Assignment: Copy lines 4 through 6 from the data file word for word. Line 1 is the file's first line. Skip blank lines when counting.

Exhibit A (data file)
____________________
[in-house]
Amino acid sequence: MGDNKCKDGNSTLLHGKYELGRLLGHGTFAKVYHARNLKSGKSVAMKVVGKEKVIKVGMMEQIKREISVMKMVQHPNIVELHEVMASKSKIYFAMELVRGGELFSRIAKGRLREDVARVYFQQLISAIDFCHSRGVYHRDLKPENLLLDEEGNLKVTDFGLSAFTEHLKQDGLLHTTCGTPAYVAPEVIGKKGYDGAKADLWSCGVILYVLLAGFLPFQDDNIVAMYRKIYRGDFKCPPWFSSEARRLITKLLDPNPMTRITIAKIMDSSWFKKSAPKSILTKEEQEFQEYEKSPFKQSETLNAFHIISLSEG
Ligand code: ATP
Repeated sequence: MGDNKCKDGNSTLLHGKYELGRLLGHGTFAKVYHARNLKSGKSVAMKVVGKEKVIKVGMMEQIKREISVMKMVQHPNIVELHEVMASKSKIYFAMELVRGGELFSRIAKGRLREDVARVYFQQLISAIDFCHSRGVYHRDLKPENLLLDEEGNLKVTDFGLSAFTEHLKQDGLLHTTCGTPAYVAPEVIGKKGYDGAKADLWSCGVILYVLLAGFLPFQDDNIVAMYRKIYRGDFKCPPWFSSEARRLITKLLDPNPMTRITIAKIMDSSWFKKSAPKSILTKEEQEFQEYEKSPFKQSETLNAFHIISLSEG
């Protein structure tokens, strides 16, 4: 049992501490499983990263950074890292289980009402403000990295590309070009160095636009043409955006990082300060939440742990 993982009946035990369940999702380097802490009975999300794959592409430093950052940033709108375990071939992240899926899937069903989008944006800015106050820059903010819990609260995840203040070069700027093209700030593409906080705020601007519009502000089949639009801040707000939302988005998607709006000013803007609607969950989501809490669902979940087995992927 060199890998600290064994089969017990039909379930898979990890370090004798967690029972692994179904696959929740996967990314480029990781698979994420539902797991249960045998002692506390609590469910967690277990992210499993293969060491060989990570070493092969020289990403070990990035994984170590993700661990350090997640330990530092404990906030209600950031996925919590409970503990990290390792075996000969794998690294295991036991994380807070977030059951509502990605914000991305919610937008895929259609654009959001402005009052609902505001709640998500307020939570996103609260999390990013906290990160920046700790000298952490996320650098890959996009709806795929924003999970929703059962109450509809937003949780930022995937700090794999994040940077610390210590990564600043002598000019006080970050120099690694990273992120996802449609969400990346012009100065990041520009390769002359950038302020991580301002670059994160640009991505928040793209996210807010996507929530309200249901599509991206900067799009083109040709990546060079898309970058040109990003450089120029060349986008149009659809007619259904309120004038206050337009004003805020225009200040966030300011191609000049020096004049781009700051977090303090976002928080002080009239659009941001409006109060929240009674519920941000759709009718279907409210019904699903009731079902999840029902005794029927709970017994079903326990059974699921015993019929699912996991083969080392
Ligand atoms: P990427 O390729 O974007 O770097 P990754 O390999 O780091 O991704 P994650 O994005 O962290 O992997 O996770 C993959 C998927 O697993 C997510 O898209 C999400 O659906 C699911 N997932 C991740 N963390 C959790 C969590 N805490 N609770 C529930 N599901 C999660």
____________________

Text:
Repeated sequence: MGDNKCKDGNSTLLHGKYELGRLLGHGTFAKVYHARNLKSGKSVAMKVVGKEKVIKVGMMEQIKREISVMKMVQHPNIVELHEVMASKSKIYFAMELVRGGELFSRIAKGRLREDVARVYFQQLISAIDFCHSRGVYHRDLKPENLLLDEEGNLKVTDFGLSAFTEHLKQDGLLHTTCGTPAYVAPEVIGKKGYDGAKADLWSCGVILYVLLAGFLPFQDDNIVAMYRKIYRGDFKCPPWFSSEARRLITKLLDPNPMTRITIAKIMDSSWFKKSAPKSILTKEEQEFQEYEKSPFKQSETLNAFHIISLSEG
């Protein structure tokens, strides 16, 4: 049992501490499983990263950074890292289980009402403000990295590309070009160095636009043409955006990082300060939440742990 993982009946035990369940999702380097802490009975999300794959592409430093950052940033709108375990071939992240899926899937069903989008944006800015106050820059903010819990609260995840203040070069700027093209700030593409906080705020601007519009502000089949639009801040707000939302988005998607709006000013803007609607969950989501809490669902979940087995992927 060199890998600290064994089969017990039909379930898979990890370090004798967690029972692994179904696959929740996967990314480029990781698979994420539902797991249960045998002692506390609590469910967690277990992210499993293969060491060989990570070493092969020289990403070990990035994984170590993700661990350090997640330990530092404990906030209600950031996925919590409970503990990290390792075996000969794998690294295991036991994380807070977030059951509502990605914000991305919610937008895929259609654009959001402005009052609902505001709640998500307020939570996103609260999390990013906290990160920046700790000298952490996320650098890959996009709806795929924003999970929703059962109450509809937003949780930022995937700090794999994040940077610390210590990564600043002598000019006080970050120099690694990273992120996802449609969400990346012009100065990041520009390769002359950038302020991580301002670059994160640009991505928040793209996210807010996507929530309200249901599509991206900067799009083109040709990546060079898309970058040109990003450089120029060349986008149009659809007619259904309120004038206050337009004003805020225009200040966030300011191609000049020096004049781009700051977090303090976002928080002080009239659009941001409006109060929240009674519920941000759709009718279907409210019904699903009731079902999840029902005794029927709970017994079903326990059974699921015993019929699912996991083969080392
Ligand atoms: P990427 O390729 O974007 O770097 P990754 O390999 O780091 O991704 P994650 O994005 O962290 O992997 O996770 C993959 C998927 O697993 C997510 O898209 C999400 O659906 C699911 N997932 C991740 N963390 C959790 C969590 N805490 N609770 C529930 N599901 C999660």